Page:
Physical therapy treatment

Some resources below, such as the second and third parts of the Traumatic Head Injury (THI) webinar series, are included because while they do not directly describe physiotherapy, they are very relevant to PT practice.

Torture survivors introduction to physiotherapy: Torture and sequelae after torture

Prip, K & Amris, K. (2003), Rehabilitation and Research Centre for Torture Victims, 45 pages.
This booklet was reviewed by Brittany Burton, doctoral physical therapy student at the University of Minnesota, 2014.
Link is to the article from the Dignity-Danish Institute Against Torture library. 
Introduction: Explanation of what the Rehabilitation and Research Centre for Torture Victims (RCT) is and the objectives of this organization which is based in Denmark.

Building Clients’ Trust Through Physiotherapy

Since I joined CVT in 2015, I have had the opportunity to see healing and change happen. I see torture survivors who come into the program afraid, with limited mobility and an inability to talk about what has happened to them. But by the end of the ten-week cycle, I see them talking, helping each other and increasing their movements – I believe that building trust is one of the most important things that leads to healing....

Chronic Pain and PTSD: The Perpetual Avoidance Model and its Treatment Implications

This article examines the interplay between chronic pain and PTSD and treatment implications. Various risk factors, models and treatment recommendations are explored. The authors conclude that the treatment for traumatized patients suffering from PTSD and chronic pain should include a biopsychosocial approach, combining education about the maladaptive behaviors leading to disability, as well as exposure therapy, relaxation, biofeedback, and therapeutic exercise.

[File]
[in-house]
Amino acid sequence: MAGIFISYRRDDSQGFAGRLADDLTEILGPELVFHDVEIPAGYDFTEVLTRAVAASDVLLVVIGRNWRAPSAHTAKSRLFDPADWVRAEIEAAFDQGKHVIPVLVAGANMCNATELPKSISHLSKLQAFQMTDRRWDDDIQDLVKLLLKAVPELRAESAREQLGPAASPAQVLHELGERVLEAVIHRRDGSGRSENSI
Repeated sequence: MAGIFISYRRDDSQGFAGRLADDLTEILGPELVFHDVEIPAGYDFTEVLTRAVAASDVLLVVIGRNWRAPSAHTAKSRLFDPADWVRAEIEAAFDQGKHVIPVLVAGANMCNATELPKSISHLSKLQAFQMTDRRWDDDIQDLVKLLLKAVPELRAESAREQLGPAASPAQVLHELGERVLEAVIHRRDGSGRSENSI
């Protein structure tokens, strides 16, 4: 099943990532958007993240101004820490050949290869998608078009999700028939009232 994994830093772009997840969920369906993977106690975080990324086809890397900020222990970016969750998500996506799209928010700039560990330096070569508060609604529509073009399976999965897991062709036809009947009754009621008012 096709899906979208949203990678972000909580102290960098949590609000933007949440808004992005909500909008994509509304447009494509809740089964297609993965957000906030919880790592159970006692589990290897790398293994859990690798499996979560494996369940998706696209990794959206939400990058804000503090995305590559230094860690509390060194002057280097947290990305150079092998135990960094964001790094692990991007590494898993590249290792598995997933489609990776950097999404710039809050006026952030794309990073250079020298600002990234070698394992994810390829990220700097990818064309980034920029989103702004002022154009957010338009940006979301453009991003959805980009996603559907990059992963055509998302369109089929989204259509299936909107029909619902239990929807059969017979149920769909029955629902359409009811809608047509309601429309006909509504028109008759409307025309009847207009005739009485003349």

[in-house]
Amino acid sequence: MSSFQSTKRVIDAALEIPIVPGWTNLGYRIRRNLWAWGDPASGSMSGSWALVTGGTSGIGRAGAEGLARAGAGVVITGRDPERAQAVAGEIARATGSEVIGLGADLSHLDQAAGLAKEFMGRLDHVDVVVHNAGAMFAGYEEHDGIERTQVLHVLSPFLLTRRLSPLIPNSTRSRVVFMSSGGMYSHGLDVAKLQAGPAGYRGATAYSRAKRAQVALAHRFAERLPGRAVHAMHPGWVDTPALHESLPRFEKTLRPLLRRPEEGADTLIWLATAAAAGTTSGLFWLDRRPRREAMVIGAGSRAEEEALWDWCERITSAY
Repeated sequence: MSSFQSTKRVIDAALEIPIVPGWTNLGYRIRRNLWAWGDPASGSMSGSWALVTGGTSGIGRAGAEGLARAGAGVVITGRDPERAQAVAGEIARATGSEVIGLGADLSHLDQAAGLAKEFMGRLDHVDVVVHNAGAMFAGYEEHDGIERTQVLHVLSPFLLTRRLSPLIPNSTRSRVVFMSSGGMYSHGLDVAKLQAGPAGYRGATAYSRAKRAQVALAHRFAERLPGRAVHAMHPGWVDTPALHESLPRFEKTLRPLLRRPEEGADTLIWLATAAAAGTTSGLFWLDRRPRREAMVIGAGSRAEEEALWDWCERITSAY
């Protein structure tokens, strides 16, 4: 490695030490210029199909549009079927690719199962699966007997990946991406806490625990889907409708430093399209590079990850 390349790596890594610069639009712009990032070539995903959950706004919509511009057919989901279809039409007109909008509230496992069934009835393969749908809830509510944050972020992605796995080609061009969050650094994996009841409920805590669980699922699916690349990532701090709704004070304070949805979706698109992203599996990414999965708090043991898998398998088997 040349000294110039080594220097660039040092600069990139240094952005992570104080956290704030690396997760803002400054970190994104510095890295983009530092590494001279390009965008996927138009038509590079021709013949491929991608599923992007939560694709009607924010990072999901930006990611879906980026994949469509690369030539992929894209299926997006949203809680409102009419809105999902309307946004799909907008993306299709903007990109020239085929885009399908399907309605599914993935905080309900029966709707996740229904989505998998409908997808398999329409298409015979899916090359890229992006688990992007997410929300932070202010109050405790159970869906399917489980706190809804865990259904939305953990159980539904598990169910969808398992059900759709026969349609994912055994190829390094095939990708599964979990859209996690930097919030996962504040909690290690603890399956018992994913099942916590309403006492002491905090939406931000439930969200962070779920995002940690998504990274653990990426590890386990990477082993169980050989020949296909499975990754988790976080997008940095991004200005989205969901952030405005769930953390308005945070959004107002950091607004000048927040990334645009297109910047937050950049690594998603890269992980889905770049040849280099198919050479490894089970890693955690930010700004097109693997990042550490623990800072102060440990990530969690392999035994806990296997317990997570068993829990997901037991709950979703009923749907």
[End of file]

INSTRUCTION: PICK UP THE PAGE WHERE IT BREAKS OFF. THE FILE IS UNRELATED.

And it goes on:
Complementary therapies for treating survivors of torture

Vargas, C., O’Rourke, D. & Esfandian, M. Refuge: Canada’s Periodical on Refugees, 22(1), 129-137.
This article was reviewed by doctoral physical therapy student from the University of Minnesota, Angela Pitar, 2014.
Link to full text article from the Dignity-Danish Institute Against Torture is below.
Background - the assumptions that physical pain, unexplained by medical or physical findings, is psychosomatic in nature has been long standing and pervasive as was pain reported by survivors of torture attributed to psychological trauma.

Creating a Safe Space for the LGBTI Community in Nairobi

At CVT Nairobi, our counseling staff has been helping LGBTI clients with mental health care for several years. Most recently, we integrated physiotherapy after clients were raising concerns about the well-being of their physical health. From the counseling group cycle, a 10-week physiotherapy cycle was developed, focused on a safe space for LGBTI clients to address functional issues such as chronic back pain, musculoskeletal disorders and pelvic floor disorders.